Looney Labs Something Mailing list Archive

Re: [Something] Tie-dying question

  • Fromkerry_and_ryan@xxxxxxx
  • DateThu, 12 Apr 2007 15:07:10 +0000
I think back to when I was 12 or so and the washed-out colors and poor coverage we got from some mass-marketed kit that the school bought, and I'm surprised I ever tried tie-dying again.  Luckily, the Looneys came along and showed some of what was possible to do at home with the right supplies.

Go to
and get one of their starter kits.

PRO: The colors are fan-freakin-tastic, especially compared the RIT type of tie dye kits.

CON: You have to let the shirts (or whatever) sit overnight.  No instant gratification.

Remember: Lemon + Fuschia = Red; 
          Fuschia + Turquoise = Blue; 
          Turquoise + Lemon = Green

In case you can't find it somewhere else...
How to make the classic Swirl pattern:  
(See http://images.dharmatrading.com/images/eng/products/110/tdsp_1.gif)
1. Lay the shirt out on a flat surface.
2. Pick a spot to be the center of the swirl.  The midpoint between the underarms is good.
3. Grab that point with a spring clothespin or metal binder clip.
4. Now start twisting the clothespin without lifting it, so that shirt comes together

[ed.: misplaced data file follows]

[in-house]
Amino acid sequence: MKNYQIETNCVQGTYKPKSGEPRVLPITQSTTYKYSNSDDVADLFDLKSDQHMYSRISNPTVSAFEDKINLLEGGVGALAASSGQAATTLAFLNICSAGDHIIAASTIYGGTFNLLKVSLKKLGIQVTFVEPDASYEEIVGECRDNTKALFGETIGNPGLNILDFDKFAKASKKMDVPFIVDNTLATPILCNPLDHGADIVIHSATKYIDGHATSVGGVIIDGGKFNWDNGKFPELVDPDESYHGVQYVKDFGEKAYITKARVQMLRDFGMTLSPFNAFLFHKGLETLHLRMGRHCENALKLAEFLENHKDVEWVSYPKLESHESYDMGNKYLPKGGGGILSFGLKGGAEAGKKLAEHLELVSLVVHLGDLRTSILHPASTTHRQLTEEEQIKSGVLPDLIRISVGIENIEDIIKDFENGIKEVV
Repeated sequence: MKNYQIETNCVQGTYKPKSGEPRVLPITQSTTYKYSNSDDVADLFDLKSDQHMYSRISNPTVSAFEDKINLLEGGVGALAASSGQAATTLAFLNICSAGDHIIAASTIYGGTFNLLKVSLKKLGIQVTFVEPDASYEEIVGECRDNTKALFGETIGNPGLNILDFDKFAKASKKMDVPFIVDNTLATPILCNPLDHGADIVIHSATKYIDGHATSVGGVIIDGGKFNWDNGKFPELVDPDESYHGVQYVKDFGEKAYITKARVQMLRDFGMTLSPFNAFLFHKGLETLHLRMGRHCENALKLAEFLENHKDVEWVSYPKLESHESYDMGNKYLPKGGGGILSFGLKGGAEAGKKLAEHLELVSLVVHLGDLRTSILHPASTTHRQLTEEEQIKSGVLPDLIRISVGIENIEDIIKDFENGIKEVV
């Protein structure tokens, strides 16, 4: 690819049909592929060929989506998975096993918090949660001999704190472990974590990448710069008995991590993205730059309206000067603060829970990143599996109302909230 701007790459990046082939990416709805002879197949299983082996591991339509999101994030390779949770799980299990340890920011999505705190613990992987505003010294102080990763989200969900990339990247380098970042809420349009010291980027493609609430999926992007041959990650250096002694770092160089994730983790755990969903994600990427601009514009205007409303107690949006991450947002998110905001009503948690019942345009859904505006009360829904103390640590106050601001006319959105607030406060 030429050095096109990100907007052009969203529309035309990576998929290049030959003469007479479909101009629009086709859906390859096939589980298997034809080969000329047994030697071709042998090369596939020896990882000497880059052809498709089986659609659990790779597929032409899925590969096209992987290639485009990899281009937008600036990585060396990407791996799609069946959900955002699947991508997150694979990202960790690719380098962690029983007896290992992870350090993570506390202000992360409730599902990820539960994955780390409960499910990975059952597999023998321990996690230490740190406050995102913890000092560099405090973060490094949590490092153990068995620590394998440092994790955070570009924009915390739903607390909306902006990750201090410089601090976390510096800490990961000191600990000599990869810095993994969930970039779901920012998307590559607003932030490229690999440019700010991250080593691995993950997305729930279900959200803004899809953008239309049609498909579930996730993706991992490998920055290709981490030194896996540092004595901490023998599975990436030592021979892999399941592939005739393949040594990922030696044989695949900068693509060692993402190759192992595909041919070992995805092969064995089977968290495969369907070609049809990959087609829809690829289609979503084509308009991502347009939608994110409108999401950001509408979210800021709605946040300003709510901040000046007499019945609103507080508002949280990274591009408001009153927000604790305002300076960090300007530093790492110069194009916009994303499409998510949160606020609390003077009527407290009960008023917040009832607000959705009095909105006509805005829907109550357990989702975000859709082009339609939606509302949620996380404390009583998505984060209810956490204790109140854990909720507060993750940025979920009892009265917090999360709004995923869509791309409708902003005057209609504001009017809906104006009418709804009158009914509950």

in sort of a hockey puck shape.
5. Use three or four rubber bands to make the hockey puck keep its shape.
6. Use each of the three colors of dye to color three sixths of the puck.
   The colors should over lap so that you have sixths of the puck that are...
   lemon, lemon+fuschia, fuschia, fuschia+turquoise, turquoise, and turquoise+lemon

Follow all the tips that come with kit.  You know, stuff like washing the shirts first and making sure you get the squirt bottle tips down into the wrinkles of the tied up shirt.

Even if you don't get kit from Dharma Trading, make sure you do get Fiber Reactive dyes.  Dharma has some info on its site about dye chemistry (of course touting the types of dyes they sell).

If you do decide to go this route, let the list know -- I'm sure there are any number of little tips and tricks we've accumulated.

I hope this helps.


P.S. If you want to see my tie dye portfolio to decide the experience level behind my advice, I'll have to dig up the pictures and put them on a web site somewhere.  ...but it's doable.

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